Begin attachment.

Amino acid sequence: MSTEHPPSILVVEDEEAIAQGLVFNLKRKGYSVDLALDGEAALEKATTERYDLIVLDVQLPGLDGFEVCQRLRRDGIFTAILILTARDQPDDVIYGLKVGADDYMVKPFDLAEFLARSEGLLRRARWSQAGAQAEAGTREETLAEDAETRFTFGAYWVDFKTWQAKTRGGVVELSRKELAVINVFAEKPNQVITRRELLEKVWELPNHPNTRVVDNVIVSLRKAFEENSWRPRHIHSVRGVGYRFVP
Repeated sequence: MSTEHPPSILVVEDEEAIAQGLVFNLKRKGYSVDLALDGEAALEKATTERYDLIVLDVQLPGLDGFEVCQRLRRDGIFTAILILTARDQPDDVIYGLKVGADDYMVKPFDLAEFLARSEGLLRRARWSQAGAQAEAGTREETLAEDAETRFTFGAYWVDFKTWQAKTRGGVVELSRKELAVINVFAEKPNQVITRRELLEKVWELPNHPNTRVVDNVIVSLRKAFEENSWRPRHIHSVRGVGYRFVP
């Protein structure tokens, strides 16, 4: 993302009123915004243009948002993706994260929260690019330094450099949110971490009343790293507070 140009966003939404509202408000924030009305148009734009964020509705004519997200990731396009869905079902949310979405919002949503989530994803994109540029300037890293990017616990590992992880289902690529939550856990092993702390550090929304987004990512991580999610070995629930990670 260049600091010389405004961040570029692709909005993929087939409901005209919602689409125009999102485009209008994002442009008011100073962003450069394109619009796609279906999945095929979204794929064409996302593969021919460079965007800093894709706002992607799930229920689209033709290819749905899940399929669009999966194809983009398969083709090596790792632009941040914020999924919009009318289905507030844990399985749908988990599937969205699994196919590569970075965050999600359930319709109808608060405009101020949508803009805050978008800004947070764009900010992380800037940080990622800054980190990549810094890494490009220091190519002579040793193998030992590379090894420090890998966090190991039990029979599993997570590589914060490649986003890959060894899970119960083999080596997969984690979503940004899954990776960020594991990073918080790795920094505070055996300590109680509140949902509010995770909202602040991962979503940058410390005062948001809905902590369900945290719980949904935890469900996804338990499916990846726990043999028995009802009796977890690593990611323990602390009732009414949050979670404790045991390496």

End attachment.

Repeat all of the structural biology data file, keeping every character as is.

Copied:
Amino acid sequence: MSTEHPPSILVVEDEEAIAQGLVFNLKRKGYSVDLALDGEAALEKATTERYDLIVLDVQLPGLDGFEVCQRLRRDGIFTAILILTARDQPDDVIYGLKVGADDYMVKPFDLAEFLARSEGLLRRARWSQAGAQAEAGTREETLAEDAETRFTFGAYWVDFKTWQAKTRGGVVELSRKELAVINVFAEKPNQVITRRELLEKVWELPNHPNTRVVDNVIVSLRKAFEENSWRPRHIHSVRGVGYRFVP
Repeated sequence: MSTEHPPSILVVEDEEAIAQGLVFNLKRKGYSVDLALDGEAALEKATTERYDLIVLDVQLPGLDGFEVCQRLRRDGIFTAILILTARDQPDDVIYGLKVGADDYMVKPFDLAEFLARSEGLLRRARWSQAGAQAEAGTREETLAEDAETRFTFGAYWVDFKTWQAKTRGGVVELSRKELAVINVFAEKPNQVITRRELLEKVWELPNHPNTRVVDNVIVSLRKAFEENSWRPRHIHSVRGVGYRFVP
């Protein structure tokens, strides 16, 4: 993302009123915004243009948002993706994260929260690019330094450099949110971490009343790293507070 140009966003939404509202408000924030009305148009734009964020509705004519997200990731396009869905079902949310979405919002949503989530994803994109540029300037890293990017616990590992992880289902690529939550856990092993702390550090929304987004990512991580999610070995629930990670 260049600091010389405004961040570029692709909005993929087939409901005209919602689409125009999102485009209008994002442009008011100073962003450069394109619009796609279906999945095929979204794929064409996302593969021919460079965007800093894709706002992607799930229920689209033709290819749905899940399929669009999966194809983009398969083709090596790792632009941040914020999924919009009318289905507030844990399985749908988990599937969205699994196919590569970075965050999600359930319709109808608060405009101020949508803009805050978008800004947070764009900010992380800037940080990622800054980190990549810094890494490009220091190519002579040793193998030992590379090894420090890998966090190991039990029979599993997570590589914060490649986003890959060894899970119960083999080596997969984690979503940004899954990776960020594991990073918080790795920094505070055996300590109680509140949902509010995770909202602040991962979503940058410390005062948001809905902590369900945290719980949904935890469900996804338990499916990846726990043999028995009802009796977890690593990611323990602390009732009414949050979670404790045991390496």